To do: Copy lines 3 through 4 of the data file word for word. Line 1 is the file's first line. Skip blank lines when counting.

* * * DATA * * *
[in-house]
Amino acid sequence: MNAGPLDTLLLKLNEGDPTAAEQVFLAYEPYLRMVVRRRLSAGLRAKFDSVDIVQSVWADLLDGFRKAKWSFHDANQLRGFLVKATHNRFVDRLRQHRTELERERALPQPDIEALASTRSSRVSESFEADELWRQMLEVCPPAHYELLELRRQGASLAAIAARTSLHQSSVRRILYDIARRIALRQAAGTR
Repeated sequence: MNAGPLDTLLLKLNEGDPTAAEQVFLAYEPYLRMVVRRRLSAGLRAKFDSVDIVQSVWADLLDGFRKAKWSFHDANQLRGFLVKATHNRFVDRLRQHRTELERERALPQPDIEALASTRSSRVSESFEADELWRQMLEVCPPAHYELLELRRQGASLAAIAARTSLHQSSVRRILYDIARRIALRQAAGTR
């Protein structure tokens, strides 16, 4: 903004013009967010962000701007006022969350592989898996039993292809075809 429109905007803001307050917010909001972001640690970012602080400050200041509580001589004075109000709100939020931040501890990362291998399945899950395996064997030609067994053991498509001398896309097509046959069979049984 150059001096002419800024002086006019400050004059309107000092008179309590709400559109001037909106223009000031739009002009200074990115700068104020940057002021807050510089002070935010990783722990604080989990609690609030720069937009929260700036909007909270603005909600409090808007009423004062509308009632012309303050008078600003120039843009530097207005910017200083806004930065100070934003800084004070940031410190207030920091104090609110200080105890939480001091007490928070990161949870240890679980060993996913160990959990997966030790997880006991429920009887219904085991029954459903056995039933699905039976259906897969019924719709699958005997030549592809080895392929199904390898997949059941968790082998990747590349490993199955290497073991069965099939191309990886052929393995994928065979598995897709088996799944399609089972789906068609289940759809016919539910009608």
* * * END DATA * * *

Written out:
Repeated sequence: MNAGPLDTLLLKLNEGDPTAAEQVFLAYEPYLRMVVRRRLSAGLRAKFDSVDIVQSVWADLLDGFRKAKWSFHDANQLRGFLVKATHNRFVDRLRQHRTELERERALPQPDIEALASTRSSRVSESFEADELWRQMLEVCPPAHYELLELRRQGASLAAIAARTSLHQSSVRRILYDIARRIALRQAAGTR
């Protein structure tokens, strides 16, 4: 903004013009967010962000701007006022969350592989898996039993292809075809 429109905007803001307050917010909001972001640690970012602080400050200041509580001589004075109000709100939020931040501890990362291998399945899950395996064997030609067994053991498509001398896309097509046959069979049984 150059001096002419800024002086006019400050004059309107000092008179309590709400559109001037909106223009000031739009002009200074990115700068104020940057002021807050510089002070935010990783722990604080989990609690609030720069937009929260700036909007909270603005909600409090808007009423004062509308009632012309303050008078600003120039843009530097207005910017200083806004930065100070934003800084004070940031410190207030920091104090609110200080105890939480001091007490928070990161949870240890679980060993996913160990959990997966030790997880006991429920009887219904085991029954459903056995039933699905039976259906897969019924719709699958005997030549592809080895392929199904390898997949059941968790082998990747590349490993199955290497073991069965099939191309990886052929393995994928065979598995897709088996799944399609089972789906068609289940759809016919539910009608």